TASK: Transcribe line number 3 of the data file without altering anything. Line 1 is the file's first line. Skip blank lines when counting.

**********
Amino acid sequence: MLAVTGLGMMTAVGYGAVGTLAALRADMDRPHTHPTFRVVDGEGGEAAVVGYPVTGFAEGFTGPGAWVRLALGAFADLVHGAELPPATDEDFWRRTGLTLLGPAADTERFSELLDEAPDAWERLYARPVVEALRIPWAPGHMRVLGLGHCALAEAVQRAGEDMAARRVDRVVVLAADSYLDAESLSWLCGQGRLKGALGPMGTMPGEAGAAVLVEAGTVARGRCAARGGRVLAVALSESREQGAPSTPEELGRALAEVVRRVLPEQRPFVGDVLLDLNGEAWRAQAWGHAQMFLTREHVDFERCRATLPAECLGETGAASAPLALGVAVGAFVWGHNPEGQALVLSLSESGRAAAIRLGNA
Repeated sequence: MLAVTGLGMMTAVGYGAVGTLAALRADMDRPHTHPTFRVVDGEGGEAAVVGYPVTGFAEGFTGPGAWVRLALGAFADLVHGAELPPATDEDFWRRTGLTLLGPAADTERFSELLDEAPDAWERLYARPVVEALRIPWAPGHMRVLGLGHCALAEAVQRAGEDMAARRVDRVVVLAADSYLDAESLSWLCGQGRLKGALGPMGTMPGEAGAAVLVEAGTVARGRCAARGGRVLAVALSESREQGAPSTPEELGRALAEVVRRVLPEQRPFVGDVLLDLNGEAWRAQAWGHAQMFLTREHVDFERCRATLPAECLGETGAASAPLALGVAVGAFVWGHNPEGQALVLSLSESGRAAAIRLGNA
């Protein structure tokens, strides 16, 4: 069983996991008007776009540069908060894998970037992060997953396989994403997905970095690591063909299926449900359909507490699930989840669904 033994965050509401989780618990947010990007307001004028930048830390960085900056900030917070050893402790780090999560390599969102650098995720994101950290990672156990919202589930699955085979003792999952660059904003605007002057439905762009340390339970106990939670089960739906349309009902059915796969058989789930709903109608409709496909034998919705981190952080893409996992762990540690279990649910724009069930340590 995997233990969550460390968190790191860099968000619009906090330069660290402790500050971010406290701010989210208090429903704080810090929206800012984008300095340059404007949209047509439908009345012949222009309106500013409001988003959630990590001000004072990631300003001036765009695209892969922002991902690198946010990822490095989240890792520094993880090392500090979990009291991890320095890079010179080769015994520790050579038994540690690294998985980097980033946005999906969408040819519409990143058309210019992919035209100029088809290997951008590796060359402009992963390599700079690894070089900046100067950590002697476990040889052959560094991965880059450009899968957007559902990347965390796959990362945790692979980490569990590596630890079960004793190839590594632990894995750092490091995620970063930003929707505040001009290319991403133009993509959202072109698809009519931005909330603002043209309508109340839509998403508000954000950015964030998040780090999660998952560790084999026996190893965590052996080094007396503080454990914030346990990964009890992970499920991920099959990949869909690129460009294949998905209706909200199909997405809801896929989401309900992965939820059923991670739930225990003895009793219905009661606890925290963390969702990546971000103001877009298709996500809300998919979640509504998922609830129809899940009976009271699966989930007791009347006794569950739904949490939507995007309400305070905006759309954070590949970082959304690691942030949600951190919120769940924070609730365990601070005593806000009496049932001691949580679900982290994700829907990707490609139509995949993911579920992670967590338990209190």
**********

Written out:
């Protein structure tokens, strides 16, 4: 069983996991008007776009540069908060894998970037992060997953396989994403997905970095690591063909299926449900359909507490699930989840669904 033994965050509401989780618990947010990007307001004028930048830390960085900056900030917070050893402790780090999560390599969102650098995720994101950290990672156990919202589930699955085979003792999952660059904003605007002057439905762009340390339970106990939670089960739906349309009902059915796969058989789930709903109608409709496909034998919705981190952080893409996992762990540690279990649910724009069930340590 995997233990969550460390968190790191860099968000619009906090330069660290402790500050971010406290701010989210208090429903704080810090929206800012984008300095340059404007949209047509439908009345012949222009309106500013409001988003959630990590001000004072990631300003001036765009695209892969922002991902690198946010990822490095989240890792520094993880090392500090979990009291991890320095890079010179080769015994520790050579038994540690690294998985980097980033946005999906969408040819519409990143058309210019992919035209100029088809290997951008590796060359402009992963390599700079690894070089900046100067950590002697476990040889052959560094991965880059450009899968957007559902990347965390796959990362945790692979980490569990590596630890079960004793190839590594632990894995750092490091995620970063930003929707505040001009290319991403133009993509959202072109698809009519931005909330603002043209309508109340839509998403508000954000950015964030998040780090999660998952560790084999026996190893965590052996080094007396503080454990914030346990990964009890992970499920991920099959990949869909690129460009294949998905209706909200199909997405809801896929989401309900992965939820059923991670739930225990003895009793219905009661606890925290963390969702990546971000103001877009298709996500809300998919979640509504998922609830129809899940009976009271699966989930007791009347006794569950739904949490939507995007309400305070905006759309954070590949970082959304690691942030949600951190919120769940924070609730365990601070005593806000009496049932001691949580679900982290994700829907990707490609139509995949993911579920992670967590338990209190």